Mary Shelley shows the endless amount of revenge and that it is driven by pure hatred and rage. The monster was not created to be vengeful, he was kind hearted but when he was poorly treated by Victor and then by the Delacey family, he turned cold. In her novel Frankenstein, Mary Shelley displays the immorality and destructive effects that revenge can have through Frankenstein and his pursuit of the creature. Immediately after the monster had awoken, hatred thickened and would drive the plot to be all about revenge.The creature illustrates this hatred as he says to Victor, “Everything is related in them which bears reference to my accursed origin; the whole detail of that series of disgusting circumstances which produced it is set in view;
Not the End The exploration of the human nature is never end in every different era. Francis Coppola 's Apocalypse Now artfully applies classic Joseph Conrad 's Heart of Darkness 's to quest the reasons of evil human nature. These two independent magnum opuses have some similar and different places among the story plots, environments, and characterizations, but they all reflect the evil and virtuous human nature. At the beginning, the two works have plentiful the same "story" (Dorall 303). Heart of Darkness tells a story about Marlow, a young captain.
Humans are fundamentally wicked. William Golding, author of the bestselling novel ‘Lord of the Flies’, understood this basic principle. Thus, he wove it in as a theme in his book. In ‘Lord of the Flies’, William Golding discusses the nature of man in order to reveal that human nature is essentially evil by using indirect characterization and personification. William Golding uses indirect characterization to show that human nature is corrupt because humans naturally revert to a state of violence and evil.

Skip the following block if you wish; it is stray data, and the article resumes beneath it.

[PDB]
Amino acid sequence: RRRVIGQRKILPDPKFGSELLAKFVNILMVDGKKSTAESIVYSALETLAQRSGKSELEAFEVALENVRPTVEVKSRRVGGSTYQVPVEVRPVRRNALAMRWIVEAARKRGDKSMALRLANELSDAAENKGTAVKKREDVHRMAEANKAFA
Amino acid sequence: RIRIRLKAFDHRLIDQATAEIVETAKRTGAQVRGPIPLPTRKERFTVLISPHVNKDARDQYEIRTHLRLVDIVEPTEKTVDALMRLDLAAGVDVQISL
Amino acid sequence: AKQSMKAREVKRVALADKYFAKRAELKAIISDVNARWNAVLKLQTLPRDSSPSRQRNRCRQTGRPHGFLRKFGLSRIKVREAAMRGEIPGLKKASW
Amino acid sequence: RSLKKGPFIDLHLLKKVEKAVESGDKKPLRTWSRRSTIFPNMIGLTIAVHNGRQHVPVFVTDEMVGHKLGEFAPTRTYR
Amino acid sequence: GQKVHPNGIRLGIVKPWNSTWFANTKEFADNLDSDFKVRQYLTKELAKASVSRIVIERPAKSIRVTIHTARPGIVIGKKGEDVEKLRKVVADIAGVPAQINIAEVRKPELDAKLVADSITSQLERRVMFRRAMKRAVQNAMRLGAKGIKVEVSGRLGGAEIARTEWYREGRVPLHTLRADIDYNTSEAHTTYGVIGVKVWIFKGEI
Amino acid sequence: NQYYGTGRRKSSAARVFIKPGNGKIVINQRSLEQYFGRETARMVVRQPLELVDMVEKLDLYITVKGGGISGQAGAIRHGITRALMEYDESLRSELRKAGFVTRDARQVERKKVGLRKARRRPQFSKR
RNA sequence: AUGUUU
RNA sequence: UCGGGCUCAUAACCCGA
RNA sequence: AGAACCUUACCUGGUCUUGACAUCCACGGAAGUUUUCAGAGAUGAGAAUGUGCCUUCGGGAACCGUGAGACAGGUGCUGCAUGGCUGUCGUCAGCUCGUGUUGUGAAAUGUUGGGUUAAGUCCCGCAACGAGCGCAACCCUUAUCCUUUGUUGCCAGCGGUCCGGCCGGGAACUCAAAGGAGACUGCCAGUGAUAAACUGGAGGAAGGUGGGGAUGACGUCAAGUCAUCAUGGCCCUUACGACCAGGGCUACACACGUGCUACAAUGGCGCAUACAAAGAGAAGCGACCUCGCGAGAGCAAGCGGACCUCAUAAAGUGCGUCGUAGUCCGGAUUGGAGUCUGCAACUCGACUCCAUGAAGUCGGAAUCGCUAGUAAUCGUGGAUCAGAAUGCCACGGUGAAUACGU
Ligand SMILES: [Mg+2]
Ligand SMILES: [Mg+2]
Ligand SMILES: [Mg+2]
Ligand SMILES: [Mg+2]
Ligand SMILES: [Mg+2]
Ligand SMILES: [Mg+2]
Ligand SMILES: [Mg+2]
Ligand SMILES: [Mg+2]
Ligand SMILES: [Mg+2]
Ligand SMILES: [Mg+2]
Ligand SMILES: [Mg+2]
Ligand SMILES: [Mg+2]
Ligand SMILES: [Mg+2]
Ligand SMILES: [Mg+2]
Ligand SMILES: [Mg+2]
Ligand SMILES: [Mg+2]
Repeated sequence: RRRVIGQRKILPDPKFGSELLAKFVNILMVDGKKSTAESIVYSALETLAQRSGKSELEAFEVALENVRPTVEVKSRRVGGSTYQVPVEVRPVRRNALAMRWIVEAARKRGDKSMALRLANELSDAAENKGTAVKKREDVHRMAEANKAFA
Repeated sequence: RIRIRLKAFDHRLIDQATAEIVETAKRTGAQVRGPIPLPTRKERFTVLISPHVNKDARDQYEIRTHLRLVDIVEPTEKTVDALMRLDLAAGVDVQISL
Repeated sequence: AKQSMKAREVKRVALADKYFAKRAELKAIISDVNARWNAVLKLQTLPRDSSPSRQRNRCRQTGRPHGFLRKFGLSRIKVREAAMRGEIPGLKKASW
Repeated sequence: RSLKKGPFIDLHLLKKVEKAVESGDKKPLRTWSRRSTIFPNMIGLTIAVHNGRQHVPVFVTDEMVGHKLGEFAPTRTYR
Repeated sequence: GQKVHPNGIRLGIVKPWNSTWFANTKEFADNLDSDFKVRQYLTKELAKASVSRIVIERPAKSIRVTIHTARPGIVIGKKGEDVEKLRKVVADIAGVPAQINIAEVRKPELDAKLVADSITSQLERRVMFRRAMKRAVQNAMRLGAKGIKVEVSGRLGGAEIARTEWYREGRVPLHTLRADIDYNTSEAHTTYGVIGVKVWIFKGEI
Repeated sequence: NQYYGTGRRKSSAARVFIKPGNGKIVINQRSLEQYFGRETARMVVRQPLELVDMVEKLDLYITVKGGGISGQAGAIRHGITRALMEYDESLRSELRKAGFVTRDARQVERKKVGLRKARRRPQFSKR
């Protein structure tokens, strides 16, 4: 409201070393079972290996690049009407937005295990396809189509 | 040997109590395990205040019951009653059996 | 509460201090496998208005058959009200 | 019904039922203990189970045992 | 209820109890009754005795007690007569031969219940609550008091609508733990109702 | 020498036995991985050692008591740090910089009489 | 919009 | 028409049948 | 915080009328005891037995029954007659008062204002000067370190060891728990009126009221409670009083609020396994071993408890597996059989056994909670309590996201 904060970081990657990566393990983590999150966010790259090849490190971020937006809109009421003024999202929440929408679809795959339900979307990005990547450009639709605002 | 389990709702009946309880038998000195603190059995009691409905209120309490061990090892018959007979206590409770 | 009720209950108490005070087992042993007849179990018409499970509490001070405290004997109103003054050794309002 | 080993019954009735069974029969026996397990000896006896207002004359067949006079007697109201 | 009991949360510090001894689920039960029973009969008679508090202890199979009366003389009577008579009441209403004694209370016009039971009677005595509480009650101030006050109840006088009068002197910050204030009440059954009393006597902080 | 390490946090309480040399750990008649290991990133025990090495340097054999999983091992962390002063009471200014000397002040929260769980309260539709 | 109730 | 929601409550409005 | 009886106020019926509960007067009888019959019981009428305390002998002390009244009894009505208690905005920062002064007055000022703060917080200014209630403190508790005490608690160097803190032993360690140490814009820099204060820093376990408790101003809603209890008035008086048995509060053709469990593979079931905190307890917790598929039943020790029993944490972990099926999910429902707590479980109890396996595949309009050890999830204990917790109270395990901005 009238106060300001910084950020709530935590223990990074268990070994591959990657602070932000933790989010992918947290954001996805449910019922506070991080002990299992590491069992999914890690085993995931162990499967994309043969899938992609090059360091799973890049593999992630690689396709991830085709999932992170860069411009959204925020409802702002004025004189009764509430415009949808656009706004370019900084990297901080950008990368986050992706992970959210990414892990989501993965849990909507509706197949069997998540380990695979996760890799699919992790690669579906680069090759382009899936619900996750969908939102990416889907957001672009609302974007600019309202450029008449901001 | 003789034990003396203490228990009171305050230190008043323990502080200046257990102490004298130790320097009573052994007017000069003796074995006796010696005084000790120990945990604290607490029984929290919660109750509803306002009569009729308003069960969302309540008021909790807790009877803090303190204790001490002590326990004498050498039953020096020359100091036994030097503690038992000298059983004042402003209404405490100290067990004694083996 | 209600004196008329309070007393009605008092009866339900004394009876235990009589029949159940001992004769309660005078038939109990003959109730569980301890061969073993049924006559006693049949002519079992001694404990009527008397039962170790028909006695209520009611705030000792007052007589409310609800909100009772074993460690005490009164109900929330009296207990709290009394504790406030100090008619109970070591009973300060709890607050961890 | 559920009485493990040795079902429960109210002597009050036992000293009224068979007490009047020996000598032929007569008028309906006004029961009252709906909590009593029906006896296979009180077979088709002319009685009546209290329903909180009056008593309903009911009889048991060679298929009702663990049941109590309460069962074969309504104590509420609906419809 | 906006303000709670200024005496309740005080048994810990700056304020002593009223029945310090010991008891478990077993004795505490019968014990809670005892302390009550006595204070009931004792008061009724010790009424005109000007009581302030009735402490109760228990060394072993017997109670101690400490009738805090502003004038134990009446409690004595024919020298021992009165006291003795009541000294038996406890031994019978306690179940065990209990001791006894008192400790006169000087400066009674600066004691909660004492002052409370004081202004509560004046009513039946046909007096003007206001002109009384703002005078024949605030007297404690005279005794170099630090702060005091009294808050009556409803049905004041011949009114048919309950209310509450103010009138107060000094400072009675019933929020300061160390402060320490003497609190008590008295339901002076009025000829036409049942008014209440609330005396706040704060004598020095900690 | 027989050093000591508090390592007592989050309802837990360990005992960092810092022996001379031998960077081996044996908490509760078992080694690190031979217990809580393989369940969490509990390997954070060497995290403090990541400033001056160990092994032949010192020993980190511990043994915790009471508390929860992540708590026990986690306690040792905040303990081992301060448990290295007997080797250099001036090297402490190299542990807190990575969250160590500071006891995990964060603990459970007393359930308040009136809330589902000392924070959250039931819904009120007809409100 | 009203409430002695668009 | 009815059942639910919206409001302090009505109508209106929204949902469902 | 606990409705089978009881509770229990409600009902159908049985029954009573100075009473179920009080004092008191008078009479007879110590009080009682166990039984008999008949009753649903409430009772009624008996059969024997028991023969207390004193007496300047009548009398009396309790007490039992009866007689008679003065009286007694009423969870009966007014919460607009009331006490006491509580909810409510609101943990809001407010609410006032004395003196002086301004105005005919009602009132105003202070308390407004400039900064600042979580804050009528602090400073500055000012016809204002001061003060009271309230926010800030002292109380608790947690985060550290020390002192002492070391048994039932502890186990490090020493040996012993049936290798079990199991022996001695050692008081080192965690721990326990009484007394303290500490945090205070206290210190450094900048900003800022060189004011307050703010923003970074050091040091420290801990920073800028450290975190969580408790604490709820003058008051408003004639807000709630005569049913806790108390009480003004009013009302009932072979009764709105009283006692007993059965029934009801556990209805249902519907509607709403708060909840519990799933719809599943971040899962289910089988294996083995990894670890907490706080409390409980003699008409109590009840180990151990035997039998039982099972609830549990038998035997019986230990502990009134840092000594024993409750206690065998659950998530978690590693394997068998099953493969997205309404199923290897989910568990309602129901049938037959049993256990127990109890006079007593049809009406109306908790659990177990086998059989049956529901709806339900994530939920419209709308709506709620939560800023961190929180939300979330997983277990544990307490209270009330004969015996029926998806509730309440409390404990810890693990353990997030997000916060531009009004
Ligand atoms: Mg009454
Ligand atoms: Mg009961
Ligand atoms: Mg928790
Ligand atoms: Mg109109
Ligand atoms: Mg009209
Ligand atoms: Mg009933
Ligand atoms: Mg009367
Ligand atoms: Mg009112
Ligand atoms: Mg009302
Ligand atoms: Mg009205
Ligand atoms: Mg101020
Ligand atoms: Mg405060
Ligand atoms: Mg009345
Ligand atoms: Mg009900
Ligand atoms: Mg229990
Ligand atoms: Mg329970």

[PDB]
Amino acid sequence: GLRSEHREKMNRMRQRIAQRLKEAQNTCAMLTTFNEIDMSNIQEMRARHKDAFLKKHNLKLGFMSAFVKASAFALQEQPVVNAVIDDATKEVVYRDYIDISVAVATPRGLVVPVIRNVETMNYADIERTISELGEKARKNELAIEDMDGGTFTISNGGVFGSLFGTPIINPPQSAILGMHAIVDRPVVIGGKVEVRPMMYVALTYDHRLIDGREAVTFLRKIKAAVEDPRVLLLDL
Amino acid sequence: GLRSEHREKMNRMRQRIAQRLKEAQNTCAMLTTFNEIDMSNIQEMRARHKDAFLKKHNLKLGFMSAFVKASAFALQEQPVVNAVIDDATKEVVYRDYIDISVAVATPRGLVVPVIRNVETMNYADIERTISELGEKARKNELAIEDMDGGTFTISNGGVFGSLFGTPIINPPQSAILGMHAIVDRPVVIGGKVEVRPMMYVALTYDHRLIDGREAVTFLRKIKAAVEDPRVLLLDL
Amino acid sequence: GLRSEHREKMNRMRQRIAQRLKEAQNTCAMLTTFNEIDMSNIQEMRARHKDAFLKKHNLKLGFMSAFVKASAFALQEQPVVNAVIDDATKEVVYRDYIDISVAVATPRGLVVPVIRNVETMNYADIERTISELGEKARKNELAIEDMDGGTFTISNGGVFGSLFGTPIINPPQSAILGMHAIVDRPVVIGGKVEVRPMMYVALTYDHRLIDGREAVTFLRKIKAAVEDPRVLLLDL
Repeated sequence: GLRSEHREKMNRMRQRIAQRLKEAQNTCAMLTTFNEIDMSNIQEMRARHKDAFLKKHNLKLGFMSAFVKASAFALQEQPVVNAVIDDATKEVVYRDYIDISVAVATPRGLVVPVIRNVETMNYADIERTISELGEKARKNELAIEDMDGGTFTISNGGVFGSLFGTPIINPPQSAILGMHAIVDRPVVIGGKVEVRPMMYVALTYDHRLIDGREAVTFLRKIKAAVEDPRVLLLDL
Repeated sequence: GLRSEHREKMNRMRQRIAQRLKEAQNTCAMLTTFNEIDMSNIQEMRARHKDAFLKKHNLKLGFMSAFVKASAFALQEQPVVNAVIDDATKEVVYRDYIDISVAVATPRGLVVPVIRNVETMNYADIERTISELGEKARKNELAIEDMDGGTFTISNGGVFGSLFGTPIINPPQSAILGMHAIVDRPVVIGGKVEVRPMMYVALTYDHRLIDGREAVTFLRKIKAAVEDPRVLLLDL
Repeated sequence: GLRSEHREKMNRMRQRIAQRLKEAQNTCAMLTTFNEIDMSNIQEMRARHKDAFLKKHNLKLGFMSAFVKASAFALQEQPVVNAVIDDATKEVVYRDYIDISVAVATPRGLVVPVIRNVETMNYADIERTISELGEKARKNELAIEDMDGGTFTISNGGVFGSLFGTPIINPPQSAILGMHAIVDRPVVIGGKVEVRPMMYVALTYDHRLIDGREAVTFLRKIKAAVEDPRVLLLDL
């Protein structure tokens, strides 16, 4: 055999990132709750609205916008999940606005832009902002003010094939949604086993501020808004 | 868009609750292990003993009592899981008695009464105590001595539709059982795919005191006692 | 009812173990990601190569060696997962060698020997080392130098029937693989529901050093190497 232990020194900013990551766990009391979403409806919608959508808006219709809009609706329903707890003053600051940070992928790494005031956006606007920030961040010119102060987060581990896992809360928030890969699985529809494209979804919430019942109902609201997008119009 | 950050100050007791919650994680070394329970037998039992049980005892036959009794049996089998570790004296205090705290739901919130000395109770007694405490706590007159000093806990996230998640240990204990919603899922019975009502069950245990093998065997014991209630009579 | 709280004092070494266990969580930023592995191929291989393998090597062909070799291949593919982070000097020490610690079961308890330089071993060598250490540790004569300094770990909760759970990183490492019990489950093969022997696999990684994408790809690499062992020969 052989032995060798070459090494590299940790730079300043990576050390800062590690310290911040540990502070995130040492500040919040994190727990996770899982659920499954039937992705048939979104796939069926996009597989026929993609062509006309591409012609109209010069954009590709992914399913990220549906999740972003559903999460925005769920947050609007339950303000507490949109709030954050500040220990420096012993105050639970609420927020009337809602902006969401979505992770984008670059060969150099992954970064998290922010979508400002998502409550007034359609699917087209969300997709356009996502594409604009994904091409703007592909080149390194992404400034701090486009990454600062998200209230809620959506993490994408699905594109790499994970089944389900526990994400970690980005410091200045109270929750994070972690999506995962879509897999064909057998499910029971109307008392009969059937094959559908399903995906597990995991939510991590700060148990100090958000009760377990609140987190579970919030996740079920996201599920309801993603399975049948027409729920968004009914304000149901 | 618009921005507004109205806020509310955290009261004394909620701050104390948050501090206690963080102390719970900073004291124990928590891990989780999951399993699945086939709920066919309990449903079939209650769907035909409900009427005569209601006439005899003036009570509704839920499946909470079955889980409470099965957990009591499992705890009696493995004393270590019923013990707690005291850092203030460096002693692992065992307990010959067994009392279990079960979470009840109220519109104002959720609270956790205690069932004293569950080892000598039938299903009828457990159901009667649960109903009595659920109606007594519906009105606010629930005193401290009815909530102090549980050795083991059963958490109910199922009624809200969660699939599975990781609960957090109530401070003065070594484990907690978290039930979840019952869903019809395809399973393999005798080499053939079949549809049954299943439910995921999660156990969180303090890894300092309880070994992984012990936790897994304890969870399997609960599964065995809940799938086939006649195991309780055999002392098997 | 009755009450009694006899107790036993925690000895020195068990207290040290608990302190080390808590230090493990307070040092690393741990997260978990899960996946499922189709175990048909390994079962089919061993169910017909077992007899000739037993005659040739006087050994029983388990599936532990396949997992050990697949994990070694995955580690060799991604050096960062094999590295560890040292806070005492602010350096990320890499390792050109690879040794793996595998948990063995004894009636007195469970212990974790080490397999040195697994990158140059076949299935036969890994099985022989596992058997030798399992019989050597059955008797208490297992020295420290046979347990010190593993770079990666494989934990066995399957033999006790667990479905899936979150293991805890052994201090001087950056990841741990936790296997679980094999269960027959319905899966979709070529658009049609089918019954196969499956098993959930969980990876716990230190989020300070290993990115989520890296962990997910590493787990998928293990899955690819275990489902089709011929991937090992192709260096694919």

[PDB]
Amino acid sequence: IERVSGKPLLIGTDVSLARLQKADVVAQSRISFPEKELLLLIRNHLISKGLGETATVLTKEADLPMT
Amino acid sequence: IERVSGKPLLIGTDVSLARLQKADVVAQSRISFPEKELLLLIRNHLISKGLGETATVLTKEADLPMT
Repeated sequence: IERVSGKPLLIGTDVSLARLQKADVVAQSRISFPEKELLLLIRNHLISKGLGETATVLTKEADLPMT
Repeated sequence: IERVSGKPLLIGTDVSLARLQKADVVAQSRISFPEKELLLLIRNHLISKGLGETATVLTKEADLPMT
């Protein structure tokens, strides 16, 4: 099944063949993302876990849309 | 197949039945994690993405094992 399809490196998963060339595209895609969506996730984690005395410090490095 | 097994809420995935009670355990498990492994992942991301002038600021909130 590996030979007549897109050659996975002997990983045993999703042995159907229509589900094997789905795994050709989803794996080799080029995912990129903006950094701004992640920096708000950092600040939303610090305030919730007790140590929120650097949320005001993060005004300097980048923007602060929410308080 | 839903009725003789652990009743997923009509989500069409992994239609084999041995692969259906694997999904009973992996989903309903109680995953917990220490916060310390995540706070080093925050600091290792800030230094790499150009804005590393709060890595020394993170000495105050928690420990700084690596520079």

The setting of the ethics board encapsulated another common theme of judgment and morality; specifically relating to Frankenstein and his choices on creating the monster, but also in the way that the monster took revenge; leaving the reader to question whether it was right or wrong, much like a decision on an ethics board. Moreover, the natural world and concept of fate were included in my story with the “wind that blew out the candles”, commenting on how fate wished him to stop his research; much like the way fate led to Frankenstein 's illness and death in the novel. Lastly, the big ideas of isolation and passion are included throughout and are the driving force behind my character 's actions, yet my main character’s ambitions make him fallible, which is similar to Frankenstein.
The monster archetype has been one of the most riveting archetypes that surrounds the concept of ‘evil’. It has been portrayed as a supernatural creature with grotesque features that normally brings disruption to the city and needs to be tamed or controlled to bring once again peace to the story. Due to this, it is most commonly depicted with a negative connotation, and with the idea of horror and fear. The monster has been present since the bible, which was written approximately 3,400 years ago, with the anecdote of Goliath. It has remained with its primary role of converting the protagonist into a hero and providing fear to the storyline.